Your guide to a healthy eating in the festive season
Healthy eating seems impossible in the sweets and treats filled festive season, but we are here to tell you it can be done, and even enjoyed. Festive feasting is due to arrive in full force over the next few weeks. So be a sweetie and don’t touch the sweeties. Even the sour ones are bad news for your body.
However, there is no need to start panicking about how fatty roasts, Ouma’s trifle, and uncle’s Bacardi and lime cocktails are going to derail all your health gains.
Make a few good swap outs for the really sugary stuff – but mostly enjoy the meals along with everyone else and you should be off to a good health start for 2022, without sacrificing any joy and festivity.
Work out a plan of action for when you’re not eating. Remember to stay active – don’t neglect your stretching and gym schedule because it’s the holidays; your January self will thank you!
Plan to keep moving in these ways:
- Relax: make up your mind that you won’t descend into abysmal unhealthy eating if you fall off the low-carb tea trolley. You need to relax, take a few deep breaths, do some stretches and resolve to eat clean with your next meal.
- Never lie down after eating: plan to do the washing up, clear away the leftovers and dining room or go for a walk after every meal instead of flopping down on the couch for a snooze or binge-watching movies.
- Plan work-outs: schedule your work-out times. Gym or walk, lift weights for muscle training and building, do lunges or stretches. Arrange to go on mountain hikes or extra-long coastal walks with like-minded family and friends. Make time for balance by doing some tai chi or yoga. Just keep moving because exercise helps to stimulate digestion and assimilate all the nutrients that you’ll be consuming, says WebMD
- Schedule your appointments: the festive season is usually for random dropping in to catch up with friends. Use the COVID-19 pandemic to take a breather and schedule meet-ups at bistros that have outside seating areas with a good view so that you won’t overdo the binge eating, and you’ll come away energised and inspired by your encounters.
- Ditch the car: take a walk, ride your bicycle to the shops, or do errands. In this way, you burn calories and not petrol.
- No need to be online: Ditch your phone, laptop, and router. Read a book, have a relevant conversation with a loved one or do the next meal prepping by chopping the veggies ahead of time.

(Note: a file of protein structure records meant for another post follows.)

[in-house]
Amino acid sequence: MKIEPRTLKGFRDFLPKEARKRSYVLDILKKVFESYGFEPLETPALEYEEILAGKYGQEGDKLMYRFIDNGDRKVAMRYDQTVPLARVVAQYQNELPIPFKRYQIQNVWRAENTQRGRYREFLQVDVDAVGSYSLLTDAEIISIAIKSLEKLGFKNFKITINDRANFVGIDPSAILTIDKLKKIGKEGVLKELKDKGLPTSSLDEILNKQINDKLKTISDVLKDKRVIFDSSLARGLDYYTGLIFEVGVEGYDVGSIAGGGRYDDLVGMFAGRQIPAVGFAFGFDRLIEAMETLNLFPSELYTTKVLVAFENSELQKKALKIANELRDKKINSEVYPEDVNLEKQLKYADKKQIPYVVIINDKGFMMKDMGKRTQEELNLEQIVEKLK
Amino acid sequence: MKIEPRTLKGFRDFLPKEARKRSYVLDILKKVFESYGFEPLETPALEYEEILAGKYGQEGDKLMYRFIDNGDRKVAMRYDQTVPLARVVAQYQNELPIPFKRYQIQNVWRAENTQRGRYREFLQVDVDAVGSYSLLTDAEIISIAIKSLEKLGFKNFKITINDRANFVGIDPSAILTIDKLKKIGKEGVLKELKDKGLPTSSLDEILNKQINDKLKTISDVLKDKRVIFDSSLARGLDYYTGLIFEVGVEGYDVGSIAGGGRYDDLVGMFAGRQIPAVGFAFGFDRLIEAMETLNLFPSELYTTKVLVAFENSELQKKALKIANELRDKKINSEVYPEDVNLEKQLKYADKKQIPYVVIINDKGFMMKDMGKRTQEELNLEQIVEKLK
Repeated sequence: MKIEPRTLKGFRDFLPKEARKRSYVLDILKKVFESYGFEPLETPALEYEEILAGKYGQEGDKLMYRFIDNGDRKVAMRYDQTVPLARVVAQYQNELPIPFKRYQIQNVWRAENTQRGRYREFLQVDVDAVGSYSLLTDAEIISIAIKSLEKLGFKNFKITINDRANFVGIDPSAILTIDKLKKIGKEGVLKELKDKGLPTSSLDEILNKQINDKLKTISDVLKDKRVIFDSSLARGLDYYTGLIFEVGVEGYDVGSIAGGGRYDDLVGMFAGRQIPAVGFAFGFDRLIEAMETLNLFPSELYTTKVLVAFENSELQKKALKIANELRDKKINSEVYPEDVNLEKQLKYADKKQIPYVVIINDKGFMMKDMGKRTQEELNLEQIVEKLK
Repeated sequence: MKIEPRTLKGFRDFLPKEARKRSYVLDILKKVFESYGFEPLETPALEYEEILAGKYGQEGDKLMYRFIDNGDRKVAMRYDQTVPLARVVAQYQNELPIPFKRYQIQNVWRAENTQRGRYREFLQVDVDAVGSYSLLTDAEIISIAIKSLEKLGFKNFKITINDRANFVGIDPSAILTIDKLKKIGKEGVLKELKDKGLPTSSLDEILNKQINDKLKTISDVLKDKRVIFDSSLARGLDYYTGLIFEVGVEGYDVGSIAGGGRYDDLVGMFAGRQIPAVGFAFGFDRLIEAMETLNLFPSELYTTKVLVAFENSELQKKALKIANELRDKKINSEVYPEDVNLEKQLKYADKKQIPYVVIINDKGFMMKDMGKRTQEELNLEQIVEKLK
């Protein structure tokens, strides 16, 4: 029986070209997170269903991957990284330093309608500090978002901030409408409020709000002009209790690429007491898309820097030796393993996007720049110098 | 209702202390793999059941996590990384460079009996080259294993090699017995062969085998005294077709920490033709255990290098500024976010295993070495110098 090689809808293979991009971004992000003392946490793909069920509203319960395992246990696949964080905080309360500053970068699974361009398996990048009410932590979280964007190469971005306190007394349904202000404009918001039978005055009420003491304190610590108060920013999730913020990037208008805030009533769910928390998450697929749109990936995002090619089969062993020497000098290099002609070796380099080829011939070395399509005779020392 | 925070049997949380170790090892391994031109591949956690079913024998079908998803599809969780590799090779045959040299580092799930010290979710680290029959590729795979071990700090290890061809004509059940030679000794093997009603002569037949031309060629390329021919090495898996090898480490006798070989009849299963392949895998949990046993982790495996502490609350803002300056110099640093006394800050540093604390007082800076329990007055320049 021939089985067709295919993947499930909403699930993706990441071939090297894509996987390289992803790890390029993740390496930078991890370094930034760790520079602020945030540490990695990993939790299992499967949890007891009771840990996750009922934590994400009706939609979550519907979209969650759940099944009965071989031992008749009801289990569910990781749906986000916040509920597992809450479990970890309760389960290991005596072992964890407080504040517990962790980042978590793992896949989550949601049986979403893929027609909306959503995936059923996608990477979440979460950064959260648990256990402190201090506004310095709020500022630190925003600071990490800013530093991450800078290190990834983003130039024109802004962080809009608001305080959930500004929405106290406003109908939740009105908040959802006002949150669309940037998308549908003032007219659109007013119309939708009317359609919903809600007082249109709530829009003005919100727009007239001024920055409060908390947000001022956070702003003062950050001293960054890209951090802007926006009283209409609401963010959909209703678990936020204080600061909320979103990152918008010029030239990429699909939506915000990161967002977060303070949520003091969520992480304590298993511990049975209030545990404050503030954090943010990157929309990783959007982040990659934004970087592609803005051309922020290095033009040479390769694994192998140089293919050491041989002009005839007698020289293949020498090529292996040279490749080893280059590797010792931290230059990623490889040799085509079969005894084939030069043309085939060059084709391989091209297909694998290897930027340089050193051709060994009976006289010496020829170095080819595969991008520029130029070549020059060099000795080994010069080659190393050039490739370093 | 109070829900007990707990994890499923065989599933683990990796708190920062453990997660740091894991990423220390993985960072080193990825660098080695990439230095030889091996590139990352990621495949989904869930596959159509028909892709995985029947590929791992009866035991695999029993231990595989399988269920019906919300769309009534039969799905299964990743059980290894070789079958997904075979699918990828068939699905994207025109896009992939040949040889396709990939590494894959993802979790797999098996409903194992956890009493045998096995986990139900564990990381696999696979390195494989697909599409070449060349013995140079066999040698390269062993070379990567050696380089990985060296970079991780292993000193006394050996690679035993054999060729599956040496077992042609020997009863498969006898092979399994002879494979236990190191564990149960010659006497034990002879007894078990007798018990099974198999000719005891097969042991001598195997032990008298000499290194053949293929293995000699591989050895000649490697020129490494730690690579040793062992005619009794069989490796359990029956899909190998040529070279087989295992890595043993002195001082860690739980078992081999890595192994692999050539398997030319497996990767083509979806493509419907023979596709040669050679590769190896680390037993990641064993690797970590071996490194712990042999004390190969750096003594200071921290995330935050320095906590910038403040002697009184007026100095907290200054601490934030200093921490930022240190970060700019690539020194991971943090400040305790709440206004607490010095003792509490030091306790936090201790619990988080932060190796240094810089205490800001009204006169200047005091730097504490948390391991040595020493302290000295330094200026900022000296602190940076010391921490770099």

- Do something new: begin writing that book or join the salsa dance classes in the studio nearby. Learn another language or go for surfing lessons
- Rest well: choose to catch up on your 8 to 9 hours sleep too. All parties and no rest makes for a less exciting life and times.
Tackling the meals
By planning, you gain control over meal preparation, such as choosing to eat whole, fresh foods and avoiding sugary, oily and processed foods drenched in preservatives.
According to Flora, schedule set meal times as this helps create a foundation of healthy eating behaviours for you and your family, especially during the bustling holidays when the panic around food preparation often causes family tension.
You don’t want that, so planning to sit down together over nourishing meals creates a healthier family time. And in your plan for balanced and nutritious meals: sodium content, the number of trans-fats, the portions are all things to consider.
When it comes to constructing your meal plans, always choose to start your day with a healthy breakfast as this kick-starts your day and you need only have a nutritious snack like a handful of nuts and seeds or a fruit before you eat your main meal at midday.
Dietitians recommend that you:
- Choose at least one or two foods from each of the following four food groups for every meal: vegetables and fruit, grains, dairy or dairy substitutes, and animal or plant-based proteins.
- Whole foods such as vegetables, fruit and grains should make up at least three-quarters of your plate.
- Choose to cut back on salt and add intense flavours such as dried vegetables; oregano, thyme or liquorice-flavoured tarragon; lemon juice and other citrus juice and zest as salad dressings or into white meat meals such as fish or chicken; cinnamon to give a sweet taste to oatmeal and berries, fruit or squashes and sweet potato. And for a flavourful kick to grills, savoury and spicy dishes, you can’t go wrong with black pepper, smoked paprika and cayenne pepper.
- Use your braai, grill, air fryer, and oven for cooking meats and vegetables for all the crispy flavours with a minimal amount of oil.
- Drink water flavoured with cucumber slices or herbs instead of sugary carbonated drinks. Carbonated drinks fill you up with gas and bloat fast.
- Use healthier replacements such as brown rice instead of white rice; mushrooms instead of meat; coconut and cinnamon covered dates instead of cakes; frozen desserts made with coconut milk and naturally sweet with berries, bananas, kiwis or mangoes.
And if you have a get-together, instead give away left-overs such as fatty foods, sugary puddings, cakes, and salty snacks.
How do I know if the doctor I need is on the Network?
Affinity Health has made it very easy for you to check whether or not your desired physician is covered.
Finding your nearest GP is as easy as going to Affinity Health’s website and clicking on the Find a Doctor tab. You should see this tab under client resources. Then type in your city or town.
And just like that, you will have access to a complete list of doctors listing their names, addresses and contact details.